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Category Archives: Transitional (Serif)
A transitional font by Robert Slimbach, Utopia was originally designed for print. It is part of the Adobe Originals series.
Utopia has a vertical stress and significant contrast between thick and thin strokes. The strong vertical strokes and the slightly square bowl give the font a “square” feeling when used for text. It has a similar x-height and apertures to Georgia. Utopia’s letterspacing is slightly tighter, so I personally find it easier to read at larger sizes.
Utopia comes in 6 styles. Even though it was originally designed for print, Utopia is well hinted and tests well across browsers. The family is available on Typekit.
A serif font designed by Alexandra Korolkova, Olga Umpeleva, and Vladimir Yefimov and released by ParaType in 2010.
PT Serif is primarily a Transitional font; it feels more “idealized” than “written.” It has more contrast between thick and thin strokes than you’ll see in an Old Style font, and it has a vertical stress. Terminals and serifs feel more stylized than pen-formed.
PT Serif has a slightly larger x-height than Georgia, and holds up well at smaller sizes. It also pairs beautifully with its companion font, PT Sans.
Designed by Steve Matteson, Type Director of Ascender Corp.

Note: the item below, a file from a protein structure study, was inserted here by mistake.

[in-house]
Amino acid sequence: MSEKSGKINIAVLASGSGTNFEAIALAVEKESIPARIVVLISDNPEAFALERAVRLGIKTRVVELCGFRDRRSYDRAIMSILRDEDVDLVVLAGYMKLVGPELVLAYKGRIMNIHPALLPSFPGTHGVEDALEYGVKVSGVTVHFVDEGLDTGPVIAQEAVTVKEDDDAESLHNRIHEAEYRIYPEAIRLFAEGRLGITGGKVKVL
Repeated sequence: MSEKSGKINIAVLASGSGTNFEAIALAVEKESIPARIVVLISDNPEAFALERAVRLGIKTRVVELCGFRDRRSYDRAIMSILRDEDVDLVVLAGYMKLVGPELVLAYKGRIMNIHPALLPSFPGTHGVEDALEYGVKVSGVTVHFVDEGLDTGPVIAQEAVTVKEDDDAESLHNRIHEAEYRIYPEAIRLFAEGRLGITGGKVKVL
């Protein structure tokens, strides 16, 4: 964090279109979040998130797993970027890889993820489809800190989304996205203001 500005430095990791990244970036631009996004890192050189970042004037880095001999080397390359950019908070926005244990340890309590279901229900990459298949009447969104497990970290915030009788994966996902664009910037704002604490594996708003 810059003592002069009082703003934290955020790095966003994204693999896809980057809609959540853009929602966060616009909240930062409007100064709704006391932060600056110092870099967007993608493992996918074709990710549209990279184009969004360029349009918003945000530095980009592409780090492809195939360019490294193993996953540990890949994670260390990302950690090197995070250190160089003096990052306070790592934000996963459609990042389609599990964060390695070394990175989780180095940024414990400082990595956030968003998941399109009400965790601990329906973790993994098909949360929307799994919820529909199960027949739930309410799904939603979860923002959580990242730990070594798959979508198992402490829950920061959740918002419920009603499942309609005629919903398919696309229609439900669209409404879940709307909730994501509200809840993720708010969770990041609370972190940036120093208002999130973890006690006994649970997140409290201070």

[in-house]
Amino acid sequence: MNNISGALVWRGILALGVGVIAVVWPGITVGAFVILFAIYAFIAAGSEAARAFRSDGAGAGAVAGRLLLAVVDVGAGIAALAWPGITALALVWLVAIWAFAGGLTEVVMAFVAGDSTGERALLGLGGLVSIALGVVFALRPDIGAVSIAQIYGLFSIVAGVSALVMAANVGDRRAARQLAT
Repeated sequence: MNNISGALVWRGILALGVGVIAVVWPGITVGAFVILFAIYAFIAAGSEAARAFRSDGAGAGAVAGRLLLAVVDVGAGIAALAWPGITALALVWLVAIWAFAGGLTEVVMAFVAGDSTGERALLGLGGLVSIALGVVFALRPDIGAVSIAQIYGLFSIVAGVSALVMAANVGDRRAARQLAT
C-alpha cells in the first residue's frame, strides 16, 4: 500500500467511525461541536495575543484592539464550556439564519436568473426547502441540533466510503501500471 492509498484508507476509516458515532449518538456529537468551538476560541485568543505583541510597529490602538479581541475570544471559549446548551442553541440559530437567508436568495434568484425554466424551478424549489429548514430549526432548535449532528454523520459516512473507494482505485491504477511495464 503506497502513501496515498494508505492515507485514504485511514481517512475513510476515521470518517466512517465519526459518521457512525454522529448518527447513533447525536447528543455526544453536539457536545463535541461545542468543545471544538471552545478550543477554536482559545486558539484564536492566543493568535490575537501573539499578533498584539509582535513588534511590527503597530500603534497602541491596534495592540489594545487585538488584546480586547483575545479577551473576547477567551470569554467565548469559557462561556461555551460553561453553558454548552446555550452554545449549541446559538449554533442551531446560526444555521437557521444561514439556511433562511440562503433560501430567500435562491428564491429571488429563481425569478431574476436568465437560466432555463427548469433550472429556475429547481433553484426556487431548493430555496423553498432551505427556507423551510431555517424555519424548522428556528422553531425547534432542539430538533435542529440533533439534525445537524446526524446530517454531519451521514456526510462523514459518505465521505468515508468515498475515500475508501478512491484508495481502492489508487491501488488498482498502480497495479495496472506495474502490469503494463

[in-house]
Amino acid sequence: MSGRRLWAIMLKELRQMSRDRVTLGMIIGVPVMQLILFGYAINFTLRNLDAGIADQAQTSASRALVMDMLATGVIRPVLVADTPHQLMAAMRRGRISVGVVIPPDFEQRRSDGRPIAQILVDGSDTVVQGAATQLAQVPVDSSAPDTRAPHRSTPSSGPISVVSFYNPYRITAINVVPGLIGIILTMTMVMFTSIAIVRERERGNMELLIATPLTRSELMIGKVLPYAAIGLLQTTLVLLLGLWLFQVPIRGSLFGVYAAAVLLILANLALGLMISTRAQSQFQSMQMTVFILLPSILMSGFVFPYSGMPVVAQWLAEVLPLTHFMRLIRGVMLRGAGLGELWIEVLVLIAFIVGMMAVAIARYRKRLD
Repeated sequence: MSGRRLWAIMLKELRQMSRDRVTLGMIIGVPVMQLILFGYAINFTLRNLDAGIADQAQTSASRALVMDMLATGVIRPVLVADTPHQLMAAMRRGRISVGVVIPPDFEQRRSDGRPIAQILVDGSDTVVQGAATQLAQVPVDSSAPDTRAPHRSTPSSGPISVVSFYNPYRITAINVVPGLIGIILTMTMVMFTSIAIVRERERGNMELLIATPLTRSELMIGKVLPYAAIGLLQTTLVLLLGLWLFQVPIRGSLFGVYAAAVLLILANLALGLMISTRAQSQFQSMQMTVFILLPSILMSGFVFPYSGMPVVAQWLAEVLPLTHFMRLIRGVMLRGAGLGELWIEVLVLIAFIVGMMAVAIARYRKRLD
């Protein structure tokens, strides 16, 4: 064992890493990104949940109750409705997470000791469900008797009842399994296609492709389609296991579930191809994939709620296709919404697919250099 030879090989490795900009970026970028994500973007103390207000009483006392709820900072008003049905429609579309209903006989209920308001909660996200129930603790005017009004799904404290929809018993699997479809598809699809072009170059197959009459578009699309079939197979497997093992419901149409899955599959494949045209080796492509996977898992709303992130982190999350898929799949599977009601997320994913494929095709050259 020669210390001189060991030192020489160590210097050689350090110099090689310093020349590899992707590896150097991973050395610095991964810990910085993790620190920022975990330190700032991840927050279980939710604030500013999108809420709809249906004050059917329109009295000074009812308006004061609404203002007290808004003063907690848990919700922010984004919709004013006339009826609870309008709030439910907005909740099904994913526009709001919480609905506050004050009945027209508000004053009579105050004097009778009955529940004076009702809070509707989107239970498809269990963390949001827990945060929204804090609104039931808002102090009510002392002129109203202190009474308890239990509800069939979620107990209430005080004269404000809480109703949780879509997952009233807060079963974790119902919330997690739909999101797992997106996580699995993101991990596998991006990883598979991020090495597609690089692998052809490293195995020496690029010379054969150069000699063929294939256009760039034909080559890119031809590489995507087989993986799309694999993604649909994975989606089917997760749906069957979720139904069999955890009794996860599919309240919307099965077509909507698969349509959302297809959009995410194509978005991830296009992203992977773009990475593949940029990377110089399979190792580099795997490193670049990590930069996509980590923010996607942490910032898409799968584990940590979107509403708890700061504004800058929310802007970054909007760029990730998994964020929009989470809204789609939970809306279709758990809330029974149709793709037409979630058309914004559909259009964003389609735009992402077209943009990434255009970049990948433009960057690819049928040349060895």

Droid Serif is a transitional font; it feels more “idealized” than “written.” It has a slightly condensed, “square-feeling” bowl, contrast between thick and thin strokes, a vertical stress, and terminals and serifs that don’t look pen-formed. It has a significantly larger x-height than Georgia.
According to Ascender Corp., Droid Serif “features slightly condensed letterforms to maximize the amount of text displayed on small screens. Vertical stress, sturdy serifs and open forms contribute to the readability of Droid Serif while its proportion and overall design complement its companion Droid Sans.”
A font by Christian Robertson (Betatype). Serif 6 Beta is part of a larger family of fonts called Serif Beta.
Serif 6 Beta has slightly heavier strokes than the rest of the family. Though it is heavier than most transitional fonts, and has relatively small closed counterforms on the a and e, its terminals, serifs, stress, and bowls feel more transitional than old style. Serif 6 Beta feels more “idealized” than “written.” It has a slightly larger x-height than Georgia.
Serif 6 beta comes in regular, italic, bold, and bold italic. It tests well across browsers, though there are some letterspacing issues in Safari on Windows XP. The whole family is available for free download at Betatype.